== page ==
Indeed it is quite natural that Zionists, in and out of the Labour Party, should wish to pay their respects to Arthur James Balfour. When they declare that this representative of British imperialism is their hero we should acknowledge that they are indeed both cut from the same cloth. What though is an utter disgrace is that Labour’s Shadow Foreign Secretary, Emily Thornberry, should be representing an anti-racist Party in paying homage to both an anti-Semite and a white supremacist. For anyone else it would be an expulsion offence.
|Despite praising the racist Lord Balfour Thornberry is happy to give support to the false anti-Semitism narrative|
One would expect nothing else than for the Jewish Labour Movement (formerly Poale Zion) to honour the memory of Arthur James Balfour. If you want to understand why Poale Zion, which supported a Jewish colour bar in Palestine, whereby Jewish employers who employed Arabs were picketed out by the Zionist trade union Histadrut, was allowed to affiliate to the Labour Party in 1921, you have to understand Labour support for the British Empire. Whereas the Tories never hid their desire to exploit the Empire for imperial gain, Labour disguised their support for Empire under comforting words such as ‘Trusteeship’ – we were holding the colonies in trust for when the ‘backward peoples’ that inhabited it would become civilised.
When Labour finally achieved a majority government in 1945 under Clement Attlee, Labour became the most vicious of all imperialist governments. We super-exploited colonies such as Ghana for cocoa and Malaya for tin and rubber. It was under a Labour government that a murderous counter-insurgency war was begun against a guerrilla insurgency in Malaya from 1948 to 1960.
It was only a minority of Labour members under people like Fenner Brockway who supported the Movement for Colonial Freedom (renamed Liberation) from 1947 onwards. The Attlee government built the welfare state on the backs of Black and South Asian people, something which is forgotten today.
But it was amongst the Left that support for Israel was greatest in the 1940’s onwards. Tribune was a bastion of support for the Israeli state as was the New Statesman. Israel was seen as recompense for the Holocaust. The idea that the Palestinians should pay for Europe’s genocide of the Jews came naturally to those imbued with the ideas of imperialism. People like Ian Mikardo, Harold Wilson, Jo Richardson, Tom Driberg and most infamous of all, the nakedly racist Richard Crossman were the most pro-Zionist of all. Indeed in those days it was the Right of the Labour Party – from Ernest Bevin to Christopher Mayhew and David Watkins – who were supporters of the Arabs.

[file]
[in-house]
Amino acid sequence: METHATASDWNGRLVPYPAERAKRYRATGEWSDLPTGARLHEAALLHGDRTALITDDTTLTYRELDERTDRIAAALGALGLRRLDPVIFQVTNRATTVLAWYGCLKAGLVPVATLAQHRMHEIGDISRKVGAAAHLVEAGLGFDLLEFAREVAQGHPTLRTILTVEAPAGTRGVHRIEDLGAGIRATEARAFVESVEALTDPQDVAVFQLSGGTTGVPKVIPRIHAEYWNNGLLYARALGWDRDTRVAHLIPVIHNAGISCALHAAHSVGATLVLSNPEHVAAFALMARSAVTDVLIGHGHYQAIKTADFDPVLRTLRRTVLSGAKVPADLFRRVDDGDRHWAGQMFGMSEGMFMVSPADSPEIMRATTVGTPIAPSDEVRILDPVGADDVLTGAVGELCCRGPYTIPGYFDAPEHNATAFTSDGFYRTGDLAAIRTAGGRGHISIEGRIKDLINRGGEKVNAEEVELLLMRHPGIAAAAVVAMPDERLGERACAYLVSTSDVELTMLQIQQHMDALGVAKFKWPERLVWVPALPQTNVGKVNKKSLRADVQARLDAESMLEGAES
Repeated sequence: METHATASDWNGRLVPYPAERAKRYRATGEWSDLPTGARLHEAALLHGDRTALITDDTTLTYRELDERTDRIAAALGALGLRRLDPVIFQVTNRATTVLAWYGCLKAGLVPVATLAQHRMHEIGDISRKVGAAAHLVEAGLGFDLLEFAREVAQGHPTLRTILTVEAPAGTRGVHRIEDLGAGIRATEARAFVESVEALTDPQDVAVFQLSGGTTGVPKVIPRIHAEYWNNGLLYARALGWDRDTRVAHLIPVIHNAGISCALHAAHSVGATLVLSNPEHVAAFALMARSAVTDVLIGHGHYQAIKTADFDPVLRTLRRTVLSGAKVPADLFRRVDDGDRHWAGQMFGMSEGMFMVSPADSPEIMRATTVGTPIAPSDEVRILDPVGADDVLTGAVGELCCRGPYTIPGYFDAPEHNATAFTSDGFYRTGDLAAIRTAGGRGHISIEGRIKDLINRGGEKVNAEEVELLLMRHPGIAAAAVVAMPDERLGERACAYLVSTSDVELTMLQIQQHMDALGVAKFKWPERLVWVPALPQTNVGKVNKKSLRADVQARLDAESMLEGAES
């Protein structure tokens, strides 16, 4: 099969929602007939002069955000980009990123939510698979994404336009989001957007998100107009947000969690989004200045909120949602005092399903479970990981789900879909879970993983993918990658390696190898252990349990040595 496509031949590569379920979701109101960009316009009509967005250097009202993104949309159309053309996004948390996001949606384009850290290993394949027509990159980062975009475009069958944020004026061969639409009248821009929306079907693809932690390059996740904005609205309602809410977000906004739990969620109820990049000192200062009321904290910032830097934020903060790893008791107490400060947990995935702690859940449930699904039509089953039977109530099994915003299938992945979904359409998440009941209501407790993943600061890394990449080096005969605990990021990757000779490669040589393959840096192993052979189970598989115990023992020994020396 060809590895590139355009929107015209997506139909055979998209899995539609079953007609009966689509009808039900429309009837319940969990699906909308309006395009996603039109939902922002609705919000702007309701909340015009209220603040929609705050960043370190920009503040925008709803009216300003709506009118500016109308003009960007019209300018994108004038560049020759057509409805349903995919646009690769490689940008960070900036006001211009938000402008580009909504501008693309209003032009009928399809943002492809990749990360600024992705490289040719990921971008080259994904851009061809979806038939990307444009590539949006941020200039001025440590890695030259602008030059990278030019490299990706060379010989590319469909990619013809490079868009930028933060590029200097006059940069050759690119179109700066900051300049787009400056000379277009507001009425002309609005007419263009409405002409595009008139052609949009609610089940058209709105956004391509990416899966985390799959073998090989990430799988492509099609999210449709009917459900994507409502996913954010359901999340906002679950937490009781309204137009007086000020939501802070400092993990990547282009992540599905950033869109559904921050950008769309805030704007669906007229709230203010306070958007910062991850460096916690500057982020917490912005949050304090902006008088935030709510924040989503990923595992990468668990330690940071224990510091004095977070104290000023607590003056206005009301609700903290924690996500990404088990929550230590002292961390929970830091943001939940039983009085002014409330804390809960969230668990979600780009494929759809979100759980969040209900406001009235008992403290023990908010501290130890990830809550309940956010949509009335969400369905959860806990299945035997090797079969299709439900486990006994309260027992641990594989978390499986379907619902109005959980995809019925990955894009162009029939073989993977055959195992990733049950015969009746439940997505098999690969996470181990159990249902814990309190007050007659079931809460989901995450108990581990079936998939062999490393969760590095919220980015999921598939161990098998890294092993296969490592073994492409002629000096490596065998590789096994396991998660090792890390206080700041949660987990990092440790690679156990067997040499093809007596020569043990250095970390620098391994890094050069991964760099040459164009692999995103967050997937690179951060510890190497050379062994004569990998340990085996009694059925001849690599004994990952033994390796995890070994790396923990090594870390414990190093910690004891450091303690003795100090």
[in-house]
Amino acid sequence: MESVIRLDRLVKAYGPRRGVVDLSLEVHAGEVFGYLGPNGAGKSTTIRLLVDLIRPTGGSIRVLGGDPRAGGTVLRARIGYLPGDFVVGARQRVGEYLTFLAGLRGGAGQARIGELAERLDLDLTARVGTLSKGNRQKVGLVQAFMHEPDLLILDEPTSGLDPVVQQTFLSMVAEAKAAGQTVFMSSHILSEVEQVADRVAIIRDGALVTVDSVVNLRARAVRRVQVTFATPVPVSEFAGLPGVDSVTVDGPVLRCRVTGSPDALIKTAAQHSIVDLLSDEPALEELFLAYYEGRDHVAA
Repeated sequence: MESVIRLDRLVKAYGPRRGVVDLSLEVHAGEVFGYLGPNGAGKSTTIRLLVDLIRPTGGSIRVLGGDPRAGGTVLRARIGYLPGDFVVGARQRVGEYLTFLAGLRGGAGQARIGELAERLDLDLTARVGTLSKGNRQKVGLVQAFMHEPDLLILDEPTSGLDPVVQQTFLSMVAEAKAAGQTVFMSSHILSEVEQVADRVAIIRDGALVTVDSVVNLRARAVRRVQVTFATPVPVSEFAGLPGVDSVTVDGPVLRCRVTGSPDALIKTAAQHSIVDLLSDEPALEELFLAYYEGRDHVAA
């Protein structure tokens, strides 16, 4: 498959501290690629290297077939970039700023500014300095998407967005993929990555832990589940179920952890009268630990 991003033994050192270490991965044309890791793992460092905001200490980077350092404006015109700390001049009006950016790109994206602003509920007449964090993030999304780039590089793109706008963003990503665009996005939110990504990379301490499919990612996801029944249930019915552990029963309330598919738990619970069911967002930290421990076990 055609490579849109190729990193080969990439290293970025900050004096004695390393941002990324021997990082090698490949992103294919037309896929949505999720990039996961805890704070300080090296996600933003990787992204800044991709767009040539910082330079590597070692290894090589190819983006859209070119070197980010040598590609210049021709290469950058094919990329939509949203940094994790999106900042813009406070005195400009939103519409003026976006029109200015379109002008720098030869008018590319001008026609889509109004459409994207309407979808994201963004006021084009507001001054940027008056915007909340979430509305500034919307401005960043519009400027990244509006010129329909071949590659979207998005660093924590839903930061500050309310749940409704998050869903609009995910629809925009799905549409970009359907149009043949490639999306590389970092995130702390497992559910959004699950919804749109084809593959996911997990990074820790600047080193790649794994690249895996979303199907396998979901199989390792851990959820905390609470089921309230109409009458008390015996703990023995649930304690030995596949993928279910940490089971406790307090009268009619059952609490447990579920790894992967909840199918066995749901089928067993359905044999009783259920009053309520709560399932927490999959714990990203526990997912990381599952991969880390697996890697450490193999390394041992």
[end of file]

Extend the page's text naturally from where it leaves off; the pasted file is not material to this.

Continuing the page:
The Israeli Kibbutz was seen as an oasis of socialism where there were no private property relations and, in theory, everything was shared in common. The fact that no Arab or non-Jew could be a member of the Kibbutz was ignored. The natives rarely featured in social democracy’s vision of the world. Today the Kibbutzim are no longer spoken of. Today they are examples of collective managerial capitalism, employing cheap Arab or Jewish labour and heavily involved in the production of arms.
|Thornberry supports 'both sides' the racists and the victims of racism|
|Thornberry is one of the sponsors of the Israeli States front organisation, Labour Friends of Israel|
It was only the Lebanon War of 1982 that led to a political realignment. Tony Benn, Eric Heffer and others on the Left resigned from Labour Friends of Israel after the latter’s support for the Lebanon War. Increasingly it was the Right who took up the cudgels of Zionism. In essence this was because of the increasingly open support for the Israeli state from America. The Right of the Labour Party, as symbolised by Blair’s support for Bush’s war in Iraq, has always seen support for US foreign policy as axiomatic.
There is no place in Labour for Israel’s ‘Right to Exist’
Thornberry made two statements that need to be challenged. If you challenge the Israeli state’s ‘right to exist’ then you should not be in the Labour Party. Well we should challenge every racist and ethno-nationalist state’s ‘right to exist’. No state has a ‘right to exist’ least of all racist states. Only human beings have the right to exist. State’s are the creations of humanity and unlike humans have no rights.